Government Job Applicants, College Students Asked to Surrender Facebook Information
March 7, 2012 6:34 PM
comment(s) - last by
Government agencies and colleges are asking students to log onto their Facebook pages and other social networks during interviews
Many use social networking sites like Facebook and Twitter as electronic diaries of sorts, but they might want to think twice about what they post -- colleges and the government are watching.
Some government job seekers and student-athletes have complained that the government agency or college in which they're applying has asked for
access to their Facebook pages
among other social networking sites.
Last year, current employees and applicants to the Maryland Department of Corrections were asked to surrender their emails and passwords in order for employers to access their Facebook pages. This resulted in a complaint from corrections officer Robert Collins, who went to the American Civil Liberties Union (ACLU). The ACLU argued that this was an invasion of privacy. The Department of Corrections has since stopped this practice, but found a loophole -- they just ask the applicant to log onto their Facebook accounts right in front of them, giving employers the freedom to browse photos, comments and Walls right in front of the applicant.
"My fellow officers and I should not have to allow the government to view our personal Facebook posts and those of our friends just to keep our jobs," said Collins.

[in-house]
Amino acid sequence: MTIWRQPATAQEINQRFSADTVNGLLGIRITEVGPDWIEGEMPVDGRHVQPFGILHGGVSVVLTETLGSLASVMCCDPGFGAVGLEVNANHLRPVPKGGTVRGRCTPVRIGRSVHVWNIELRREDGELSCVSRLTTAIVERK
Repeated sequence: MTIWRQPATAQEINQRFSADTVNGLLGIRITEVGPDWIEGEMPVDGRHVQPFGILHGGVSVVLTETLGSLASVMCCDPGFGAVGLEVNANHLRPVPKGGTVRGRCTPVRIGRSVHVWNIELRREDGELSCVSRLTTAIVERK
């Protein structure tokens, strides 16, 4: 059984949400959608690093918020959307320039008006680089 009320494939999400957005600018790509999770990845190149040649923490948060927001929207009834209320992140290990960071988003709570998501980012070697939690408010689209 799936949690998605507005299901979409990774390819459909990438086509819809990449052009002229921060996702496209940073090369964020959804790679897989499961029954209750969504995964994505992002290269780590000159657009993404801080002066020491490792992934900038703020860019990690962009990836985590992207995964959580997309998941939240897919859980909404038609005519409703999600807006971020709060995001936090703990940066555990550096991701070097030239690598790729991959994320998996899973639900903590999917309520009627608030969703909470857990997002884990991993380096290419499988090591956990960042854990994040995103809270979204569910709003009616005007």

The Maryland Department of Corrections defended its practices by saying this type of screen was necessary in order to weed out the bad eggs. For instance, the agency reviewed 2,689 applicants for guard positions and ended up disregarding seven of them due to inappropriate Facebook pictures. According to the agency, the guard applicants were holding up gang symbols using their hands in the pictures.
The Maryland Department of Corrections isn't the only establishment searching social networks for clues as to who they're accepting. The University of North Carolina recently revised its handbook to make it so student-athletes must add a coach or administrator to their friends list on their social networks.
"Each team must identify with at least one coach or administrator who is responsible for
having access to and regularly monitoring the content
of team members' social networking sites and postings," said the handbook revision. "The athletics department also reserves the right to have other staff members monitor athletes' posts."
Bradley Shear, a lawyer from Washington D.C., said that these rules violate the First Amendment, and could also prove to be a liability for schools when watching students' posts.
"I can't believe some people think it's OK to do this," said Shear. "Maybe it's OK if you live in a totalitarian regime, but we still have a Constitution to protect us. It's not a far leap from reading people's Facebook posts to reading their email...As a society, where are we going to draw the line? What if the University of Virginia had been monitoring accounts in the Yeardley Love case and missed signals that something was going to happen? What about the liability the school might have?"